The Living Edens uses state of the art cinematography creates an intimate sense of place and captures a world of wonder, transporting viewers to isolated, undisturbed corners of the globe so pure they remind us of how the ancient world once was. Narrators included Peter Coyote and Linda Hunt and it was partially funded by Reader’s Digest in exchange for various marketing rights. Episode 4 Manu Peru Hidden Rainforest – Along the eastern base of the Peruvian Andes is a great river named Manu, the life blood for one of the world’s great secrets: the Manu Biosphere Reserve. This Eden is the richest Amazonian wilderness on Earth. As mist rises off the great river, howler monkeys issue the wake up call it is morning in the rain forest. Hundreds of parrots form a brilliant kaleidoscope as they feast on the cliff side clay. Giant otters take their first swim in the cool waters while sloths get a slow start to their day beneath the mystical canopy. Discover what the day will bring in this mysterious tropical paradise where 90 per cent of the flora and fauna have yet to be identified.
What really went on at the ancient Greek oracle at Delphi, how did it get its awesome reputation and why is it still influential today? Michael Scott of Cambridge University uncovers the secrets of the most famous oracle in the ancient world. The programme investigates the oracular sanctuary of Delphi in ancient Greece and asks how it managed to survive as the omphalos, the bellybutton, of the ancient world for over 1000 years and what Delphi still has to say to us today. The programme examines not just the activity of the oracle at Delphi, but the stories of the many other gods, athletic games, monuments to unity and civil war that populated the sanctuary, showing how Delphi evolved to reflect and affect the changing world around it. With locations ranging from the grandeur of Delphi to caves in the Parnassian mountains, from the glory of Athens to the cosmopolitan city of Istanbul, and with contributions from French, British and Greek archaeologists, this documentary helps unravel the mystery of the place. A vital force in ancient history for a thousand years, it is now one of Greece’s most beautiful tourist sites, but in its time it has been a gateway into the supernatural, a cockpit of political conflict, and a beacon for internationalism. And at its heart was the famous inscription which still inspires visitors today – “Know Thyself”.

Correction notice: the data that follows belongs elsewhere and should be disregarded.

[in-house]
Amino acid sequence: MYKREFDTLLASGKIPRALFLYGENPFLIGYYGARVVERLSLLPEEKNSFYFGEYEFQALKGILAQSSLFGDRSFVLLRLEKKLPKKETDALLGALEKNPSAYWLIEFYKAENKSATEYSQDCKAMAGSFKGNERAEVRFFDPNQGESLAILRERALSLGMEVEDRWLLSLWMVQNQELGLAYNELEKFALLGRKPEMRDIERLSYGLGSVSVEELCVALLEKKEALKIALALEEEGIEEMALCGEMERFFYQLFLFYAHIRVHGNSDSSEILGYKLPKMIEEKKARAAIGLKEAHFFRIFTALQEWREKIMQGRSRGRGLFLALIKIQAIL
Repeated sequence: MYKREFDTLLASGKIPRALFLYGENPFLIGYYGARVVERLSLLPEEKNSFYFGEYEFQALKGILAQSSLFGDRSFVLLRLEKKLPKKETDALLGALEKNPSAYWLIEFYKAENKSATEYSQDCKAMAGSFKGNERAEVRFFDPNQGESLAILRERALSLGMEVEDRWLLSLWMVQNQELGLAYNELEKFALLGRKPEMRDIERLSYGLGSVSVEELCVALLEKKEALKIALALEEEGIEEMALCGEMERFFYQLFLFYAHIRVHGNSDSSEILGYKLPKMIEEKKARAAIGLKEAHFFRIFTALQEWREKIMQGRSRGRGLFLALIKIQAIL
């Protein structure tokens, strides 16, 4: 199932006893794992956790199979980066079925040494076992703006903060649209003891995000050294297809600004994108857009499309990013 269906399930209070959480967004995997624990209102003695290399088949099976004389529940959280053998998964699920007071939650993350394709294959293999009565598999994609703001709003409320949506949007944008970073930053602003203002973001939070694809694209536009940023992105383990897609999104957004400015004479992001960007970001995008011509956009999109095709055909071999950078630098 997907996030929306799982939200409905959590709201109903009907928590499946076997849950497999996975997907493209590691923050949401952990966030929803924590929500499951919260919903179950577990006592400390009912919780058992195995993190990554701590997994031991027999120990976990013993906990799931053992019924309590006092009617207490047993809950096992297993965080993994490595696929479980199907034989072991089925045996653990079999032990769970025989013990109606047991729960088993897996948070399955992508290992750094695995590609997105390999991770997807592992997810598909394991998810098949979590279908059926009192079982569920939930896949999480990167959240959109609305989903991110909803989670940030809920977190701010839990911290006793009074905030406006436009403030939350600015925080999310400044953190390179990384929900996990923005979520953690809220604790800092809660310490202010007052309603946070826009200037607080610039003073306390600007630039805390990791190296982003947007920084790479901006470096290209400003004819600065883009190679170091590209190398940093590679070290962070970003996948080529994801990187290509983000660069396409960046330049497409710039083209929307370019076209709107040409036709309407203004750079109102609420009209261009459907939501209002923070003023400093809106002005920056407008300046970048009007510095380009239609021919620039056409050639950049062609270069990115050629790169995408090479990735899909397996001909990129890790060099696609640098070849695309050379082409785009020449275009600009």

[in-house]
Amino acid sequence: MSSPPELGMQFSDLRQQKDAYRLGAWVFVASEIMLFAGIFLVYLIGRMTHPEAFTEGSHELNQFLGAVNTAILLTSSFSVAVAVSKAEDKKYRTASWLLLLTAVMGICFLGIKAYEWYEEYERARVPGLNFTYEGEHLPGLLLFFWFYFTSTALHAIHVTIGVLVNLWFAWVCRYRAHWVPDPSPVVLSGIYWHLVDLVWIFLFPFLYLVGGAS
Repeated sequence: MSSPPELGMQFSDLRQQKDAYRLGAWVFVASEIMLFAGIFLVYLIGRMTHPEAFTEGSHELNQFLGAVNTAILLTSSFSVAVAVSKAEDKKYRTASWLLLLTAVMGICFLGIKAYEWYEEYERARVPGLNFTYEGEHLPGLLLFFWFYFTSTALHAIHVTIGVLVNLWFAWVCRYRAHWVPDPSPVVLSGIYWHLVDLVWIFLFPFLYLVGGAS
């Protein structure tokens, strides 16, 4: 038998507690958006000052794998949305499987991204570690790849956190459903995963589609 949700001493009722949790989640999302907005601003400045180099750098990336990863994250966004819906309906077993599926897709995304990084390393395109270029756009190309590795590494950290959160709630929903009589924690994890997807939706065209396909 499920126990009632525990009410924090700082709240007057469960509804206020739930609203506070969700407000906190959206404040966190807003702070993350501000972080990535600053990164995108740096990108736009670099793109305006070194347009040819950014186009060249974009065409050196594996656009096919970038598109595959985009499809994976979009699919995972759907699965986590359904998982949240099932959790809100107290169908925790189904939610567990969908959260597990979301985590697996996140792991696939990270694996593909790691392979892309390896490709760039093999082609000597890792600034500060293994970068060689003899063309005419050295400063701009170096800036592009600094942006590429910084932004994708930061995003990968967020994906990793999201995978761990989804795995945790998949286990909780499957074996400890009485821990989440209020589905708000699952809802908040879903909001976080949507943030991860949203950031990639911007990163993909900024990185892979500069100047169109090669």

Documentary about the painters Augustus John and his young protege James Dickson Innes who, in 1911, left London for the wild Arenig Valley in North Wales. Over three years, they created a body of work to rival the visionary landscapes of Matisse. The paintings were the entry point for British art into Post-Impressionism. The Arenig mountain had such a hypnotic fascination for Innes that in 1910 he committed Arenig Fawr obsessively to canvas in a free and impulsive way which, one expert said, no British artist had yet managed. His work excited John, older by nine years, into following him up to North Wales, in due course bringing his chaotic menage along too. It was a fruitful stay. In John’s paintings the mountain’s contours had to compete with a figure, invariably a sinewy female and often swathed in swirling Romany scarves, parked foursquare in the foreground. One of these women was the sultry beauty Euphemia Lamb who bedded both men (among many others) and who would break Innes’s heart. But the profounder relationship of the two men seems to have been, on a creative level, with each other and with the landscape.